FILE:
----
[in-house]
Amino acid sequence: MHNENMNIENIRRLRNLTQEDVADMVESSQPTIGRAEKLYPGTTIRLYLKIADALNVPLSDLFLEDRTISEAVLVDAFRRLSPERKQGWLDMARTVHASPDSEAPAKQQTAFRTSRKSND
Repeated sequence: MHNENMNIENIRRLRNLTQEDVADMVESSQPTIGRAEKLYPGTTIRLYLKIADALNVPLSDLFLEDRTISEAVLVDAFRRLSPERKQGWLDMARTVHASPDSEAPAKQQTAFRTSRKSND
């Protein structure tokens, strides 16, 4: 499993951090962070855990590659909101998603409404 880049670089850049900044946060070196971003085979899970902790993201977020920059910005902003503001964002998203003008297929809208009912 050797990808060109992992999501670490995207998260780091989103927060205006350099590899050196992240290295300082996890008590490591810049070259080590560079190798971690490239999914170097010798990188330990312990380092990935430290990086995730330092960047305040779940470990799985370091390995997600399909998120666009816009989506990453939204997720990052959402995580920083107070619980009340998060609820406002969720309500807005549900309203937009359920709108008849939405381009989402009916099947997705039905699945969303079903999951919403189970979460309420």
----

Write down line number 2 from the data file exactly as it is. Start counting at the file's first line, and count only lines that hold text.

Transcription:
Amino acid sequence: MHNENMNIENIRRLRNLTQEDVADMVESSQPTIGRAEKLYPGTTIRLYLKIADALNVPLSDLFLEDRTISEAVLVDAFRRLSPERKQGWLDMARTVHASPDSEAPAKQQTAFRTSRKSND